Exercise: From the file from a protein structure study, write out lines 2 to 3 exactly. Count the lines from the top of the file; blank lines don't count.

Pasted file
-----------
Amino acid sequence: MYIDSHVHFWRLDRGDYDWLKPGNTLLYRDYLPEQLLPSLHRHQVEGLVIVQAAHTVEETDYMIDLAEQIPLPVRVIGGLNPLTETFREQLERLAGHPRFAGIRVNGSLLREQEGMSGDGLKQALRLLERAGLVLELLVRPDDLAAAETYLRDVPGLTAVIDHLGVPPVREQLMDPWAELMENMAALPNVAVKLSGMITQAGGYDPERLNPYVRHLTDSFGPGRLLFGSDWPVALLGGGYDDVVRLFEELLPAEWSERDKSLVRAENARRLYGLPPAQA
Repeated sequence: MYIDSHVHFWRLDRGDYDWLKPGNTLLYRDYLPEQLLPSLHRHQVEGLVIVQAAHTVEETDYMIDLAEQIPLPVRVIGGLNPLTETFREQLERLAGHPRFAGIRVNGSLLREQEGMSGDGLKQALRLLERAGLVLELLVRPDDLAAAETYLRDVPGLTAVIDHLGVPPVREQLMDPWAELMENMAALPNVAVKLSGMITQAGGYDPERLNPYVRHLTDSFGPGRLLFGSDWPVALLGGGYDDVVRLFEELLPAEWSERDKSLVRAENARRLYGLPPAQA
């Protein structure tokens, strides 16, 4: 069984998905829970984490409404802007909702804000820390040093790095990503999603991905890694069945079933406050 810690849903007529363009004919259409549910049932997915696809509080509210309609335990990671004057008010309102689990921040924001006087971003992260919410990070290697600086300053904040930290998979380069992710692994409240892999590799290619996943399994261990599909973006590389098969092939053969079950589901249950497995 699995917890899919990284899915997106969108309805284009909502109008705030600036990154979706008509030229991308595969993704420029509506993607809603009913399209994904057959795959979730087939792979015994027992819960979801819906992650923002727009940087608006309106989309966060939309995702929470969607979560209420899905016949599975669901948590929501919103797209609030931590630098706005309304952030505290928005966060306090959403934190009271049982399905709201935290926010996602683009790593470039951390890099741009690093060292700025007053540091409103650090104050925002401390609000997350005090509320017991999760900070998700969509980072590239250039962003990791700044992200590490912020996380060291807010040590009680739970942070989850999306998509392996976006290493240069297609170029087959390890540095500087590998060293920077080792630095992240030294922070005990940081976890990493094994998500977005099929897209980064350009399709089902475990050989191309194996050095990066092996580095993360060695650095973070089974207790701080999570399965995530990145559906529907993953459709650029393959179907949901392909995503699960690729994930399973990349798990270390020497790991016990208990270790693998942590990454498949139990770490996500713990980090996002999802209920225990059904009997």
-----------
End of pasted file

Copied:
Repeated sequence: MYIDSHVHFWRLDRGDYDWLKPGNTLLYRDYLPEQLLPSLHRHQVEGLVIVQAAHTVEETDYMIDLAEQIPLPVRVIGGLNPLTETFREQLERLAGHPRFAGIRVNGSLLREQEGMSGDGLKQALRLLERAGLVLELLVRPDDLAAAETYLRDVPGLTAVIDHLGVPPVREQLMDPWAELMENMAALPNVAVKLSGMITQAGGYDPERLNPYVRHLTDSFGPGRLLFGSDWPVALLGGGYDDVVRLFEELLPAEWSERDKSLVRAENARRLYGLPPAQA
């Protein structure tokens, strides 16, 4: 069984998905829970984490409404802007909702804000820390040093790095990503999603991905890694069945079933406050 810690849903007529363009004919259409549910049932997915696809509080509210309609335990990671004057008010309102689990921040924001006087971003992260919410990070290697600086300053904040930290998979380069992710692994409240892999590799290619996943399994261990599909973006590389098969092939053969079950589901249950497995 699995917890899919990284899915997106969108309805284009909502109008705030600036990154979706008509030229991308595969993704420029509506993607809603009913399209994904057959795959979730087939792979015994027992819960979801819906992650923002727009940087608006309106989309966060939309995702929470969607979560209420899905016949599975669901948590929501919103797209609030931590630098706005309304952030505290928005966060306090959403934190009271049982399905709201935290926010996602683009790593470039951390890099741009690093060292700025007053540091409103650090104050925002401390609000997350005090509320017991999760900070998700969509980072590239250039962003990791700044992200590490912020996380060291807010040590009680739970942070989850999306998509392996976006290493240069297609170029087959390890540095500087590998060293920077080792630095992240030294922070005990940081976890990493094994998500977005099929897209980064350009399709089902475990050989191309194996050095990066092996580095993360060695650095973070089974207790701080999570399965995530990145559906529907993953459709650029393959179907949901392909995503699960690729994930399973990349798990270390020497790991016990208990270790693998942590990454498949139990770490996500713990980090996002999802209920225990059904009997």